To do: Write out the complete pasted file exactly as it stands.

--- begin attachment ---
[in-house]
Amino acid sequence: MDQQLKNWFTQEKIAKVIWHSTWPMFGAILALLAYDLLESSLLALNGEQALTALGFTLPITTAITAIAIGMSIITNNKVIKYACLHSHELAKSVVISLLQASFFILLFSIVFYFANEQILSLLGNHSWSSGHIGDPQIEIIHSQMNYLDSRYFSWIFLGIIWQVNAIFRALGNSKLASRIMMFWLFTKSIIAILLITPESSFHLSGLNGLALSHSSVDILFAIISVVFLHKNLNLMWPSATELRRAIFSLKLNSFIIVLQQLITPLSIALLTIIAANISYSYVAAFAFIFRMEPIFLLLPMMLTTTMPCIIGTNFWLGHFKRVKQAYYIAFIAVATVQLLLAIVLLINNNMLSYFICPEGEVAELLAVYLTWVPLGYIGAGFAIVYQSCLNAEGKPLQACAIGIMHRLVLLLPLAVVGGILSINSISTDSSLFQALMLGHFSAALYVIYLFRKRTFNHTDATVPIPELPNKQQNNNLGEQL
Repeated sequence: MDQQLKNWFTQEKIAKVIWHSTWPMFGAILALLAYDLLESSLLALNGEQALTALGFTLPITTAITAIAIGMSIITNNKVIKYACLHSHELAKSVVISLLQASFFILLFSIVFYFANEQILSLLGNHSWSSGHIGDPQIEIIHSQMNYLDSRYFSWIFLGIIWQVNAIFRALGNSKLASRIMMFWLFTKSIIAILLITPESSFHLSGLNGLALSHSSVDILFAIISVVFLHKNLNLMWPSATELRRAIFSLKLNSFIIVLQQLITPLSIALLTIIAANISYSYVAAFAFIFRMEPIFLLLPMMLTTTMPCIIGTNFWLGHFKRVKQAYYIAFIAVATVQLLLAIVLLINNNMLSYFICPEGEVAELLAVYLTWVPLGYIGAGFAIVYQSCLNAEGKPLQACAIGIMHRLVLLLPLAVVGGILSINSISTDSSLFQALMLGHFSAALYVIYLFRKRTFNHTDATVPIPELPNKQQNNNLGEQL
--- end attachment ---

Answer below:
[in-house]
Amino acid sequence: MDQQLKNWFTQEKIAKVIWHSTWPMFGAILALLAYDLLESSLLALNGEQALTALGFTLPITTAITAIAIGMSIITNNKVIKYACLHSHELAKSVVISLLQASFFILLFSIVFYFANEQILSLLGNHSWSSGHIGDPQIEIIHSQMNYLDSRYFSWIFLGIIWQVNAIFRALGNSKLASRIMMFWLFTKSIIAILLITPESSFHLSGLNGLALSHSSVDILFAIISVVFLHKNLNLMWPSATELRRAIFSLKLNSFIIVLQQLITPLSIALLTIIAANISYSYVAAFAFIFRMEPIFLLLPMMLTTTMPCIIGTNFWLGHFKRVKQAYYIAFIAVATVQLLLAIVLLINNNMLSYFICPEGEVAELLAVYLTWVPLGYIGAGFAIVYQSCLNAEGKPLQACAIGIMHRLVLLLPLAVVGGILSINSISTDSSLFQALMLGHFSAALYVIYLFRKRTFNHTDATVPIPELPNKQQNNNLGEQL
Repeated sequence: MDQQLKNWFTQEKIAKVIWHSTWPMFGAILALLAYDLLESSLLALNGEQALTALGFTLPITTAITAIAIGMSIITNNKVIKYACLHSHELAKSVVISLLQASFFILLFSIVFYFANEQILSLLGNHSWSSGHIGDPQIEIIHSQMNYLDSRYFSWIFLGIIWQVNAIFRALGNSKLASRIMMFWLFTKSIIAILLITPESSFHLSGLNGLALSHSSVDILFAIISVVFLHKNLNLMWPSATELRRAIFSLKLNSFIIVLQQLITPLSIALLTIIAANISYSYVAAFAFIFRMEPIFLLLPMMLTTTMPCIIGTNFWLGHFKRVKQAYYIAFIAVATVQLLLAIVLLINNNMLSYFICPEGEVAELLAVYLTWVPLGYIGAGFAIVYQSCLNAEGKPLQACAIGIMHRLVLLLPLAVVGGILSINSISTDSSLFQALMLGHFSAALYVIYLFRKRTFNHTDATVPIPELPNKQQNNNLGEQL